Immanuel – God’s sign to save

Bible Readings

  • John 1:12
  • Isaiah 7:1-17


Dear brothers and sisters in the Lord,

Robert Robinson had been saved out of a tempestuous life of sin through George Whitfield’s ministry in England. Shortly after that, at the age of twenty-three, Robinson wrote the hymn “Come Thou fount of every blessing”

Come, Thou Fount of ev’ry blessing

Streams of mercy, never ceasing, 

Call for songs of loudest praise. 

Sadly, Robinson wandered far from those streams and, like the Prodigal Son, journeyed into the distant country of carnality. Until one day—he was traveling by stagecoach and sitting beside a young woman engrossed in her book. She ran across a verse she thought was beautiful and asked him what he thought of it.

Prone to wander— Lord, I feel it— 

Prone to leave the God I love. 

Bursting into tears, Robinson said, “Madam, I am the poor unhappy man who wrote that hymn many years ago, and I would give a thousand worlds, if I had them, to enjoy the feelings I had then.” She reassured him that the “streams of mercy” mentioned in his song still flowed.

Robinson turned his “wandering heart” to the Lord.

Godliness spurned

Let’s say you were privileged to grow up in a palace where you could drink from the “fount of blessing”.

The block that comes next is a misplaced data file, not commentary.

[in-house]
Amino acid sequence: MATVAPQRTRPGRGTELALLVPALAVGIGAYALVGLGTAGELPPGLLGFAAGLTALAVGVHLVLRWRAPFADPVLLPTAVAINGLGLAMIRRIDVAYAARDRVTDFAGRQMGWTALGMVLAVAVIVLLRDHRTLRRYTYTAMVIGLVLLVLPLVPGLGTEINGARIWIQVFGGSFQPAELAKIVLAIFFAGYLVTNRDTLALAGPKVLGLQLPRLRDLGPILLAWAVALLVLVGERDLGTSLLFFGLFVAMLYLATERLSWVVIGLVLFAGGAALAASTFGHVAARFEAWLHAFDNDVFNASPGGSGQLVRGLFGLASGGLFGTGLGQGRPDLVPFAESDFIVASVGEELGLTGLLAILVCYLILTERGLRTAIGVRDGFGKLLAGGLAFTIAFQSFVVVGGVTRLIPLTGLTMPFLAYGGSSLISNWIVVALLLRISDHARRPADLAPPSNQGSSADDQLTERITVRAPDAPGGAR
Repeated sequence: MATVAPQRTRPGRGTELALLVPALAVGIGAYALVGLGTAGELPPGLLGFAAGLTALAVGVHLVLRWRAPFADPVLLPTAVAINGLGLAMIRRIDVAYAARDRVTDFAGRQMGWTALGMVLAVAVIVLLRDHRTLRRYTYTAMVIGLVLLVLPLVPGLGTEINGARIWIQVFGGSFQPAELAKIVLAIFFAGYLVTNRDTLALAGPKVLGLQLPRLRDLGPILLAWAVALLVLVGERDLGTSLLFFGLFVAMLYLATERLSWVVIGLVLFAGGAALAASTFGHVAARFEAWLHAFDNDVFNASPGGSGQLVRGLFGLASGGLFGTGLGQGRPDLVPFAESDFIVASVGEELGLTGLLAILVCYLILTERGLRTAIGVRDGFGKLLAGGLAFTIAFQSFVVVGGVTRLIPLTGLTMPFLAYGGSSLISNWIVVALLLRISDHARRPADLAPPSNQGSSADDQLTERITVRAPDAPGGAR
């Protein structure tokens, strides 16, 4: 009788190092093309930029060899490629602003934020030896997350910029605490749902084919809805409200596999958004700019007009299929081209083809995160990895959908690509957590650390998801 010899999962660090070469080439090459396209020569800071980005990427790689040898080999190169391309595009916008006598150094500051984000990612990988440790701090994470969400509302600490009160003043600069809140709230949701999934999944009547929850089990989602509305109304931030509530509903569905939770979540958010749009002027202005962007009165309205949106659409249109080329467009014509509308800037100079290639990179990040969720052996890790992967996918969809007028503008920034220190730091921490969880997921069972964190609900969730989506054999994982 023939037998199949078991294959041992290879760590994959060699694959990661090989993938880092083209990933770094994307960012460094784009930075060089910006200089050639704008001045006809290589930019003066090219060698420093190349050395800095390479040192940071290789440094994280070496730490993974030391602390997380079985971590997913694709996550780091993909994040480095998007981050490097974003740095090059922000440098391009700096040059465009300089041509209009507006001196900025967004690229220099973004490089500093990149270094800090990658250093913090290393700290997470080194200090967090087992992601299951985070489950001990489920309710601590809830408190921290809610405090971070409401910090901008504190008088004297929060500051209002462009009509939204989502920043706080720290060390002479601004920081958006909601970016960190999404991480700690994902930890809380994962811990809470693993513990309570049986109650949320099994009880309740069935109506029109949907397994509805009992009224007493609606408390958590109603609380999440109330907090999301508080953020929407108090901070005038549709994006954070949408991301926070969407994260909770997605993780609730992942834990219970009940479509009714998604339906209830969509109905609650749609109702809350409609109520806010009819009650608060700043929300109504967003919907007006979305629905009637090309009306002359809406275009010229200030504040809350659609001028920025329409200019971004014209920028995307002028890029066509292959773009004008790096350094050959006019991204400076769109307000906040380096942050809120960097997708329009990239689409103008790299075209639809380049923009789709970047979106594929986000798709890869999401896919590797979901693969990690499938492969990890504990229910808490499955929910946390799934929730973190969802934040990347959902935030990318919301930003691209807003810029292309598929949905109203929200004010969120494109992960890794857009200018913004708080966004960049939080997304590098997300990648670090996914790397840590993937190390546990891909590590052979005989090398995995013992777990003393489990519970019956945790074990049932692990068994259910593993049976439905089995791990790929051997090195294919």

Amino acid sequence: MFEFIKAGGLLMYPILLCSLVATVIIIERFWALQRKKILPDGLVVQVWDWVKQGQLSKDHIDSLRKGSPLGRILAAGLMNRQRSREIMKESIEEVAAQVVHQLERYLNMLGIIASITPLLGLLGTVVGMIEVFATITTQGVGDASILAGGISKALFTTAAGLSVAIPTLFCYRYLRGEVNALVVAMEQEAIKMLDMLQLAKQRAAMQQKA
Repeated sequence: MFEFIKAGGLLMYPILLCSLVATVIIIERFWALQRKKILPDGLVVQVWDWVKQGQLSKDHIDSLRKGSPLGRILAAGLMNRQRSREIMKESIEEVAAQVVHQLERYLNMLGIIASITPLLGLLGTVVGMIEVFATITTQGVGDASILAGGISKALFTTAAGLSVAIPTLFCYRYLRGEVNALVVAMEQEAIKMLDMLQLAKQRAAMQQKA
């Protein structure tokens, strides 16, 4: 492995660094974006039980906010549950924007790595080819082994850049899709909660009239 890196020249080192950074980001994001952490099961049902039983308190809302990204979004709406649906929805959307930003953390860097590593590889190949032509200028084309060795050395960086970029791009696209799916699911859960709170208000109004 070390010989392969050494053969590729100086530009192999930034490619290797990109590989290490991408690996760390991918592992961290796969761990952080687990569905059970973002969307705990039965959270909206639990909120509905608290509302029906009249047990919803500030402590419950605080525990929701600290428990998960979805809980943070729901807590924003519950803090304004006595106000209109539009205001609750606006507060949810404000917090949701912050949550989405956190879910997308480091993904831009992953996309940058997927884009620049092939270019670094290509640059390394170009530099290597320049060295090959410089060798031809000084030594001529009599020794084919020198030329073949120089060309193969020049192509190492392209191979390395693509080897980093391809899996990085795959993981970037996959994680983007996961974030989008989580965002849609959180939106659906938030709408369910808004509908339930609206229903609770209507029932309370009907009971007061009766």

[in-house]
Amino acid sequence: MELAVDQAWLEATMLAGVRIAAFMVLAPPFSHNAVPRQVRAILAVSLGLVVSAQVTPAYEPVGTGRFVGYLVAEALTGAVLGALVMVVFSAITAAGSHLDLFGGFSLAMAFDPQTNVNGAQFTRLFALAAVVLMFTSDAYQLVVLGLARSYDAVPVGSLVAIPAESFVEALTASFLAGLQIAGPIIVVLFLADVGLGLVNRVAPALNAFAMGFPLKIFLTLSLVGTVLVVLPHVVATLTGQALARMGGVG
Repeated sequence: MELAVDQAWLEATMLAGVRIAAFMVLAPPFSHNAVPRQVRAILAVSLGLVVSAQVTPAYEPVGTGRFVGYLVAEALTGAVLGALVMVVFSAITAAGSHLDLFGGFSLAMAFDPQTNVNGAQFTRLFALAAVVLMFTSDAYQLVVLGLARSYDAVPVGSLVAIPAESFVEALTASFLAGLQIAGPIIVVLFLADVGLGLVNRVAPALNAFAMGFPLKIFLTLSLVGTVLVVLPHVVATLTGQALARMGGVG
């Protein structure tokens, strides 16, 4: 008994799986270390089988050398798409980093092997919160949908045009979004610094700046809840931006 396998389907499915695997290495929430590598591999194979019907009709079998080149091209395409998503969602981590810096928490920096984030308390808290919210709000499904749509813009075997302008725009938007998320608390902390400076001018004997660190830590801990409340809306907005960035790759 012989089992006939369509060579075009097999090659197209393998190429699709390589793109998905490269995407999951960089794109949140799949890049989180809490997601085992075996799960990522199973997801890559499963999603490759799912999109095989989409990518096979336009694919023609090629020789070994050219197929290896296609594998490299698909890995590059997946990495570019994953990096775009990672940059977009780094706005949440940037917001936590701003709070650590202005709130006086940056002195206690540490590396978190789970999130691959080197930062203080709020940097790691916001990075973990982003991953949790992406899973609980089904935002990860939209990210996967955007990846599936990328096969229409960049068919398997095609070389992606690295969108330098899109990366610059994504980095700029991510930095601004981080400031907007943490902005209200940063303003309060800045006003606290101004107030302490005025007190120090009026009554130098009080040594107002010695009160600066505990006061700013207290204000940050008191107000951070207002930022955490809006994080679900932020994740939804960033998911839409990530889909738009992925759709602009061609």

Your great-grandfather was king for 29 years; your grandfather was king for 52 years, and your father took over from him and rained 16 years.  So, when you took over the reigns there were just three years short off a century of rulers, of which the Bible records, “they did what was right in the eyes of the Lord.” (2Chronicles 25:2, 26:4, 27:2).

Of your great-grandfather you could learn this lesson:  bring the gods of other nations to Jerusalem to worship, and God will not tolerate it (2Chronicles 25:14-16). As soon as your great-grandfather divided his loyalty between these goods and the God of Israel, God sent another king against him who raided Jerusalem.  So that’s a big lesson to learn:  follow the Lord with all your heart.

That’s what your grandfather did. He worshipped God who gave him one victory after the other. That’s what the bible says, “God helped him…” (2Chronicles 26:7)  He ended up having an army of 307,500 men (v. 13).  But, alas!, he became proud, and presumed upon the office of the priests, and God struck him with leprosy.  So that’s a big lesson to learn:  remember who you are in the presence of the Lord.

Then your father became king.  To secure the city, he build the Upper Gate and restored the city wall.  He built along the border of Judah with the northern kingdom, subdued the Ammonites who paid him tribute.  He was a successful king.  The Bible teaches:

Jotham grew powerful because he walked steadfastly before the Lord his God. (2 Chronicles 27:6, NIV)